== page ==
|Above, the highway to Gloucester crosses the Chebacco Bridge in the Cody's neighborhood.||
The real highways of those days were on the sea. But overland roads were a necessity, for mutual protection and Sabbath worship, as well as a reliable way from farm to market or field to barn. From Indian trails to cowpaths and country roads to town highways carrying heavy traffic, their changes reflect the town's growth. The deed of January 16, 1723/24 says that Joseph and Mary Cody's house and 1¾ acres of upland was "bounded westerly upon the Road leading to Glocester. Southerly upon Land of Mr. Abraham Martin Northerly on Land of Capt. Adam Cogswell and Land of the Burying Place." The Burying place is still there between the creek and the houses along the (yellow) town highway which was the Cody's western boundary.
Ipswich, just north of Salem, was settled by Govenor John Winthrop’s son, John Winthrop Jr., who came from Watertown with 12 others in 1633 and found the pioneer, William Jeffries, already there with Massconomet, Sagamore of the Agawams. Phillip and Martha owned salt marsh ground about 2 miles east on Cobbet's Creek at the head of Lufkin's Creek, easily accesible by boat at the town landing near Norton's.
The first highway route, as early as 1635, from Ipswich to Gloucester is shown on the map below as the orange line. Starting at Meetinghouse Green in the northwest corner of the map, it crossed the Ipswich River by the Great Bridge, and went a mile south toward Salem until it forked into "the parting of the ways" and the Gloucester route went southeast 2 miles, crossing the Castle Neck River into Chebacco Parish at a ford. In 1656 Haffield's Bridge was constructed downstream, and the new route is shown by the yellow line in the map’s center left, shortening the distance by about 1½ mile.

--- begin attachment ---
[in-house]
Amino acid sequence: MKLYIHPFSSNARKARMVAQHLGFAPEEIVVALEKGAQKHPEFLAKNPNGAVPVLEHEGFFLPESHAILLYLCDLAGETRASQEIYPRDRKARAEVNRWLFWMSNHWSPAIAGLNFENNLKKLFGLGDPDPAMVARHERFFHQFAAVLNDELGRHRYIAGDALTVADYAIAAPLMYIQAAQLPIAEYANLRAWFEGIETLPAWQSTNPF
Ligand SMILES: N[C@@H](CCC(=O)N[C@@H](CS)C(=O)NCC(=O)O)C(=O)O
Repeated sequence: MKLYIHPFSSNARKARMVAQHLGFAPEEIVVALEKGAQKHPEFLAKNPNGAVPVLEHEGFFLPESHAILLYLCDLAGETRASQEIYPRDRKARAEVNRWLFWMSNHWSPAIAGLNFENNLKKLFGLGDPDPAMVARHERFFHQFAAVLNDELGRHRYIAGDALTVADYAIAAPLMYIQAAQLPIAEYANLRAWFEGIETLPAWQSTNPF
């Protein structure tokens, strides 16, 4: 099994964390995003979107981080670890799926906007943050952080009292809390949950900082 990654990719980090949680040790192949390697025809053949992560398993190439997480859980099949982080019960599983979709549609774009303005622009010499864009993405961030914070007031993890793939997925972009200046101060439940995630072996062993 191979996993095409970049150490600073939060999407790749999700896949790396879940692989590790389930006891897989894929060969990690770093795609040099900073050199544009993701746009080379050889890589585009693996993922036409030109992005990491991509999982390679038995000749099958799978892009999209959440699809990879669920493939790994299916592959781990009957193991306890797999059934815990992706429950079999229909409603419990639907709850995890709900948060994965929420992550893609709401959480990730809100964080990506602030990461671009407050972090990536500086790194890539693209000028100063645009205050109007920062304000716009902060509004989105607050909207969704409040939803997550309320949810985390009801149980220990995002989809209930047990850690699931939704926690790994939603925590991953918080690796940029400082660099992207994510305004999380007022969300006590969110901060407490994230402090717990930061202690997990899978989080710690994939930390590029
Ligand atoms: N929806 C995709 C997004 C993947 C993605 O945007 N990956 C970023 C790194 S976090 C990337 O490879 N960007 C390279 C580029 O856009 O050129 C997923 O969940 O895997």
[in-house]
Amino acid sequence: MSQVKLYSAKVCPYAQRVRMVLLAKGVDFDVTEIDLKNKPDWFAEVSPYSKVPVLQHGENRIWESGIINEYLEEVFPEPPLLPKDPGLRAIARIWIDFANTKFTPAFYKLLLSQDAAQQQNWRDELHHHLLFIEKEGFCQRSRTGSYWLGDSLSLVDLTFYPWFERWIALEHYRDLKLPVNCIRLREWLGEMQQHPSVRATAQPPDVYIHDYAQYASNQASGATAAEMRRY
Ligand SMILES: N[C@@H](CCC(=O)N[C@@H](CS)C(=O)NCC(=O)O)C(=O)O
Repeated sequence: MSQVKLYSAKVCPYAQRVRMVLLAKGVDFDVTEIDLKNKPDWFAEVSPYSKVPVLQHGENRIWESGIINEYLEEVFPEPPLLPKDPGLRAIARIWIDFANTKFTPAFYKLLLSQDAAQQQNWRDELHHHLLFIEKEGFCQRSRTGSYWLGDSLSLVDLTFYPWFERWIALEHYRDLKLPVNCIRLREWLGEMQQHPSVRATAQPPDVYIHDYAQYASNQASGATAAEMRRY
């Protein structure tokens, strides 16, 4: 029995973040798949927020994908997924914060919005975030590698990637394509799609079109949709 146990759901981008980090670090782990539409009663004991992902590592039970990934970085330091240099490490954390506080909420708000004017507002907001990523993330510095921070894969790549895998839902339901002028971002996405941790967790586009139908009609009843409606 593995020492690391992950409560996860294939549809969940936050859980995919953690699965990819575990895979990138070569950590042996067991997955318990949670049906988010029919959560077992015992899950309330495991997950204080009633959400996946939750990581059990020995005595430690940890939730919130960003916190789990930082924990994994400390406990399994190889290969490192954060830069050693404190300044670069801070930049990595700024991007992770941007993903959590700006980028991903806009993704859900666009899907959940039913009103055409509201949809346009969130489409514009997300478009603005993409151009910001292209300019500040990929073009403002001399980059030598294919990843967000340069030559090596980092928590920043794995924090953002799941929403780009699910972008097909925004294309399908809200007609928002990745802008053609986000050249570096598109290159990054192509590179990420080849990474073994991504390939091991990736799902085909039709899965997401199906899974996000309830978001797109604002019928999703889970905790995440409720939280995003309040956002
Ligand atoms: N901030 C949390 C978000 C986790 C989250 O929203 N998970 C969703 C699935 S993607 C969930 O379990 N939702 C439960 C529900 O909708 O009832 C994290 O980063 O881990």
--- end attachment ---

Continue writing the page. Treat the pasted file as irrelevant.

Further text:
From the ford it ran a mile easterly skirting White's Hill, turning a mile southeasterly to pass between that and Burnham's Hill. Crossing Soginese Creek, the northwestern border of Cogswell's Grant, it then ran a ¼ mile south to The Lane where it went further southeasterly ¾ of a mile through Cogswell's Grant to the ferry they maintained since 1633 across the Chebacco River to Billy’s Point. A horse bridge replaced the ferry there between 1666 and 1672, and in 1700 a new bridge upstream replaced the old ferry. The new public way is shown in yellow, and the old one across Cogwell's Grant reverted to private use.
Once across the Chebacco, the original route went south, crossing Clark's Creek upstream at a ford, then northeast to the head of Lufkin's Creek, where it reached the Gloucester line. The yellow line in the map's lower right shows the route after 1700, when Clark's Creek was bridged downstream, and the distance shortened again.
The Original Highway
from Ipswich to
1633 - 1700
Courtesy D. G. Beer, 1872
"Atlas of Essex County"
and David Whittredge
The original highway from Ipswich to Gloucester has become today's County, Essex, Candlewood and Chebacco Roads in Ipswich, and Choat St., John Wise Ave., Main St., Eastern Ave. and Harlow St. in Essex. White's Hill is now Fifteen Tree Hill, Burnham's Hill is now White's Hill, and Clark's Creek is now Eben Creek. The Hamlet is now the town of Hamilton, and Chebacco was incorporated as the town of Essex in 1819. The town highway after 1700 is today's Route 133, and played a part in our family’s history.
The map was made by D. G. Beer for his "Atlas of Essex County", published in 1872. We are further
indebted to historian David Whittredge for his annotations.